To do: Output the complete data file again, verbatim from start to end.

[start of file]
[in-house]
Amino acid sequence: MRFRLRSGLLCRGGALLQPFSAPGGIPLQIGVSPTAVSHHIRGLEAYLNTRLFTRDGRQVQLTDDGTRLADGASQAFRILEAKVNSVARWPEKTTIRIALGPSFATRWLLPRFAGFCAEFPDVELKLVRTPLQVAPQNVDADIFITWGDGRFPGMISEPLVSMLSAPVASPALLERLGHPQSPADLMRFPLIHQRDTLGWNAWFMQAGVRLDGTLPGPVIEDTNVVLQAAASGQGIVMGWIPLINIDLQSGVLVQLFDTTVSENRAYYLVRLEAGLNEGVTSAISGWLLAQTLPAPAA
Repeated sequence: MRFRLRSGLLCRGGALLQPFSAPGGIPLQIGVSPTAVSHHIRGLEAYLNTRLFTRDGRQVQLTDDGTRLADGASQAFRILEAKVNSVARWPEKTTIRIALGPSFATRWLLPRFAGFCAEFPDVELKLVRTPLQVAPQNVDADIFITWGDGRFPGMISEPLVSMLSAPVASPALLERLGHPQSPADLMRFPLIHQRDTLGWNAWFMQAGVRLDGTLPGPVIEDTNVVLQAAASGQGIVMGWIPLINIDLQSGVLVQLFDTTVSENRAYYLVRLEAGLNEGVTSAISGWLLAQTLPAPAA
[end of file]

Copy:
[in-house]
Amino acid sequence: MRFRLRSGLLCRGGALLQPFSAPGGIPLQIGVSPTAVSHHIRGLEAYLNTRLFTRDGRQVQLTDDGTRLADGASQAFRILEAKVNSVARWPEKTTIRIALGPSFATRWLLPRFAGFCAEFPDVELKLVRTPLQVAPQNVDADIFITWGDGRFPGMISEPLVSMLSAPVASPALLERLGHPQSPADLMRFPLIHQRDTLGWNAWFMQAGVRLDGTLPGPVIEDTNVVLQAAASGQGIVMGWIPLINIDLQSGVLVQLFDTTVSENRAYYLVRLEAGLNEGVTSAISGWLLAQTLPAPAA
Repeated sequence: MRFRLRSGLLCRGGALLQPFSAPGGIPLQIGVSPTAVSHHIRGLEAYLNTRLFTRDGRQVQLTDDGTRLADGASQAFRILEAKVNSVARWPEKTTIRIALGPSFATRWLLPRFAGFCAEFPDVELKLVRTPLQVAPQNVDADIFITWGDGRFPGMISEPLVSMLSAPVASPALLERLGHPQSPADLMRFPLIHQRDTLGWNAWFMQAGVRLDGTLPGPVIEDTNVVLQAAASGQGIVMGWIPLINIDLQSGVLVQLFDTTVSENRAYYLVRLEAGLNEGVTSAISGWLLAQTLPAPAA